The Future of Remote Work Post-COVID
The coronavirus pandemic has forced remote working on many businesses, but when it is over, will things return to normal? Or has ‘normal’ changed?
Remote working is no new thing. Most businesses have had to grapple with it in one way or another over the last few years, but the COVID-19 pandemic has made it a much bigger issue than before. Companies that had little or no engagement with remote work suddenly found it forced upon them as the country went into lockdown.
Lockdown is now easing off in many parts of the world, but that doesn’t mean everything will return back to the pre-COVID status quo. Remote work has become quickly ingrained in our lives, and it’s time to think about what it will look like in the future.
I started with Allen Recruitment Consulting in May, and still haven’t physically met any of my colleagues. From the moment I applied, every aspect of the process was done remotely, from the interviews to onboarding and training. Going through this and seeing how Allen approaches working from home has given me a lot of insight into what the future of remote employment is likely to be.
What did remote work look like pre-COVID?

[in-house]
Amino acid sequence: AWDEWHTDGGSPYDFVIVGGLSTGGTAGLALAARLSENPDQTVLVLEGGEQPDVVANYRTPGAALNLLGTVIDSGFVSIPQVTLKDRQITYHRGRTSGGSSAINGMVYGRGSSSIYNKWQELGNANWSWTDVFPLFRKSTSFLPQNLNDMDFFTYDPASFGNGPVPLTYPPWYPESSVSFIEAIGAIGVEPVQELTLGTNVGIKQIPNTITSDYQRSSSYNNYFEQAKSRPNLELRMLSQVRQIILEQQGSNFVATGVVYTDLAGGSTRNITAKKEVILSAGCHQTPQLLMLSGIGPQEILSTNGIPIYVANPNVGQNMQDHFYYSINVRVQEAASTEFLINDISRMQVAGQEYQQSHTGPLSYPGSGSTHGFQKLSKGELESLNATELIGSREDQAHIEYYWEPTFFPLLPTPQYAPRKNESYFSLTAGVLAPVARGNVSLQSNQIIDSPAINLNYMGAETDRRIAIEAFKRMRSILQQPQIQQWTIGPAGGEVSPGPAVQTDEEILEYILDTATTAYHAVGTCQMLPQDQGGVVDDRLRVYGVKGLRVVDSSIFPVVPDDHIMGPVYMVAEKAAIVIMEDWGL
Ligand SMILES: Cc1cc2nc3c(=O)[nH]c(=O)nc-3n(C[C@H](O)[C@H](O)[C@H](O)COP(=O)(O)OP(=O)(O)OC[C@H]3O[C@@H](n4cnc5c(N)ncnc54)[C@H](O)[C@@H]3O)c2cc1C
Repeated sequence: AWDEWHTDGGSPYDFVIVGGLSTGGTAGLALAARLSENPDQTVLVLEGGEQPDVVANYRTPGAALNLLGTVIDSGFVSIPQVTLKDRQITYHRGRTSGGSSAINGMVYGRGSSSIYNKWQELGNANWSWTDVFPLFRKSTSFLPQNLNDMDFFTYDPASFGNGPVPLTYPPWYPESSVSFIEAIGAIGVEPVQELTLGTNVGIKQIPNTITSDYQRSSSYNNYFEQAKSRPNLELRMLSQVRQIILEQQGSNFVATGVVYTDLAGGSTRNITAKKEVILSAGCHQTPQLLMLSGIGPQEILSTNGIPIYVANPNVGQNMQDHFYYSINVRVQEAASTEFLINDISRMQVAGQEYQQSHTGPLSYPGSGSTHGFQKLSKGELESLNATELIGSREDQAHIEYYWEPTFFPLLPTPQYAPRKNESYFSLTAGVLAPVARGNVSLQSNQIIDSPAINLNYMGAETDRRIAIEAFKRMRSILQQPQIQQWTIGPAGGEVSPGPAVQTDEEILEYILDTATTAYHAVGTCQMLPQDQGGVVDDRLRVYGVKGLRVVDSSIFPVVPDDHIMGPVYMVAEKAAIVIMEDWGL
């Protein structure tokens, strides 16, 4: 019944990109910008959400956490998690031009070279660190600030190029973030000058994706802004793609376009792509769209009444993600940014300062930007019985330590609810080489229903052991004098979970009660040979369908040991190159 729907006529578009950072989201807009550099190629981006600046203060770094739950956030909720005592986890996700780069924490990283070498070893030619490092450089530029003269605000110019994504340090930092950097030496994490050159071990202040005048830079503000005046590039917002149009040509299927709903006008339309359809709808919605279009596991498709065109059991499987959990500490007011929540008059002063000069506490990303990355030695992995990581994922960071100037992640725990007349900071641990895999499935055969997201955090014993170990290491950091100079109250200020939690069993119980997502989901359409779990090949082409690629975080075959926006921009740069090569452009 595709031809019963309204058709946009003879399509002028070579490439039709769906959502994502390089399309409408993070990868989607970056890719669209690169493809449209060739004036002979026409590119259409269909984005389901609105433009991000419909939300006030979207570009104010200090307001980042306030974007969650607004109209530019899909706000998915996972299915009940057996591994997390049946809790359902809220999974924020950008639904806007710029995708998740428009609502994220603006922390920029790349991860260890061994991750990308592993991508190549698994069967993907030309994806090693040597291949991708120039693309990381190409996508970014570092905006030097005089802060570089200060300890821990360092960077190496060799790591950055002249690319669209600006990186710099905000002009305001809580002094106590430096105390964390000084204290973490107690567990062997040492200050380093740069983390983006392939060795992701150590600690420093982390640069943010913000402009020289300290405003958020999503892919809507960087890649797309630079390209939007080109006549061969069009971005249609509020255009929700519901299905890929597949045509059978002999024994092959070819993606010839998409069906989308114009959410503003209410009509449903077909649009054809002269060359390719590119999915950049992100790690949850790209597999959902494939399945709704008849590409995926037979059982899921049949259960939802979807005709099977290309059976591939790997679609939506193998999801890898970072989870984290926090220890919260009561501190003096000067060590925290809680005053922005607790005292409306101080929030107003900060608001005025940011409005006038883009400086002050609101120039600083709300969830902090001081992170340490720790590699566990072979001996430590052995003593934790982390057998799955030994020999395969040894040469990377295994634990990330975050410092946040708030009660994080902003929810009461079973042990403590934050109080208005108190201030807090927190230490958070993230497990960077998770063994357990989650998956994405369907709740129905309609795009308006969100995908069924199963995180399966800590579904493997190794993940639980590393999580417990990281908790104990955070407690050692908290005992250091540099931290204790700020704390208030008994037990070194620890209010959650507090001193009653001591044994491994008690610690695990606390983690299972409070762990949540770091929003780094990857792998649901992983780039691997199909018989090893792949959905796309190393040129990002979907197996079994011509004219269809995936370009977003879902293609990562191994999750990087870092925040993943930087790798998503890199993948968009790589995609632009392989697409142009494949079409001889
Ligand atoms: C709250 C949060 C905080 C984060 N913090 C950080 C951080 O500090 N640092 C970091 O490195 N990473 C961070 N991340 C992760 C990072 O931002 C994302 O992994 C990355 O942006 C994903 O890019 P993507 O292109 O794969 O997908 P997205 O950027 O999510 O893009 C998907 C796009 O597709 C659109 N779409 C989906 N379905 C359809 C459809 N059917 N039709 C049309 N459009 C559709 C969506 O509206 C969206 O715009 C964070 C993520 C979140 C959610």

First, let’s look at where we came from. Remote work was far from unheard of before the coronavirus lockdown, but it wasn’t completely embraced. On average, 62 percent of companies around the world had a flexible working policy in March 2019, although that varied by country; in Germany and the Netherlands, for example, the figure reached 80 and 75 percent, respectively.
However, the key word there is ‘flexible’. This means people had the opportunity to work remotely if they wanted to, but very few actually did. Across the EU, an average of around five percent of the workforce “usually” worked from home, with another nine percent responding that they did so “sometimes”.
For the most part, working from home was seen as a perk of the job, and was often talked about in terms of flexibility. It meant you could work around your family if you needed to pick up your children, for example, or be home if you were expecting a delivery. With remote work being forced upon the swathes of the world, that has changed.
A blended workforce?
With workers around the world being consigned to home offices for weeks or months of lockdown, have opinions on remote work changed? The answer is generally a resounding ‘yes’. In the UK, for example, 86 percent of the workforce would like to work from home at least once a week, with three quarters saying they feel as productive – if not more so – at home as in the office.
This begs the question: are offices going to be worthwhile? A full-time office space is a big expense if your workforce isn’t going to be there half the time. Companies might want to downsize, or look at other options.
At Allen Recruitment Consulting, we have what we like to think of as a blended workforce. We have small offices, but remote work is also built into the core of our business. We find it gives us a lot of advantages, allowing us to work with full-time remote workers, as well as people who come into our office or work from shared workspaces. This also removes a big restriction when it comes to hiring: geography.